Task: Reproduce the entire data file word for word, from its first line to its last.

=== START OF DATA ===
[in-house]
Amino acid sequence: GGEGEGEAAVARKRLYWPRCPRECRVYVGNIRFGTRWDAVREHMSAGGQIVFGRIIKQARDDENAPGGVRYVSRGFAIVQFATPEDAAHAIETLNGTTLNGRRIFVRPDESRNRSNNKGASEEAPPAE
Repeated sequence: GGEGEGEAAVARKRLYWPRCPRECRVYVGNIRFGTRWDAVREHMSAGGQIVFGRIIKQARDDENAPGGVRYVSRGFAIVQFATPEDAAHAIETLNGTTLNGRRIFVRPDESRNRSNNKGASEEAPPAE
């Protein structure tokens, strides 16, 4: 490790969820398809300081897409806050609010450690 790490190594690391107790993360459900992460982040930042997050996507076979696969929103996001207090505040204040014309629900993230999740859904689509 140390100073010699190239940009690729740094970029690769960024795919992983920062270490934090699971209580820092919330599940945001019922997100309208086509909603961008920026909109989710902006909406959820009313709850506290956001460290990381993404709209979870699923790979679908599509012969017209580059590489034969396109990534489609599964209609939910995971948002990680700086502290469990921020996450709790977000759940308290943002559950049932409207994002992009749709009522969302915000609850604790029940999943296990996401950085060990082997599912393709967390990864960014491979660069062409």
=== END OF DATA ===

[in-house]
Amino acid sequence: GGEGEGEAAVARKRLYWPRCPRECRVYVGNIRFGTRWDAVREHMSAGGQIVFGRIIKQARDDENAPGGVRYVSRGFAIVQFATPEDAAHAIETLNGTTLNGRRIFVRPDESRNRSNNKGASEEAPPAE
Repeated sequence: GGEGEGEAAVARKRLYWPRCPRECRVYVGNIRFGTRWDAVREHMSAGGQIVFGRIIKQARDDENAPGGVRYVSRGFAIVQFATPEDAAHAIETLNGTTLNGRRIFVRPDESRNRSNNKGASEEAPPAE
């Protein structure tokens, strides 16, 4: 490790969820398809300081897409806050609010450690 790490190594690391107790993360459900992460982040930042997050996507076979696969929103996001207090505040204040014309629900993230999740859904689509 140390100073010699190239940009690729740094970029690769960024795919992983920062270490934090699971209580820092919330599940945001019922997100309208086509909603961008920026909109989710902006909406959820009313709850506290956001460290990381993404709209979870699923790979679908599509012969017209580059590489034969396109990534489609599964209609939910995971948002990680700086502290469990921020996450709790977000759940308290943002559950049932409207994002992009749709009522969302915000609850604790029940999943296990996401950085060990082997599912393709967390990864960014491979660069062409």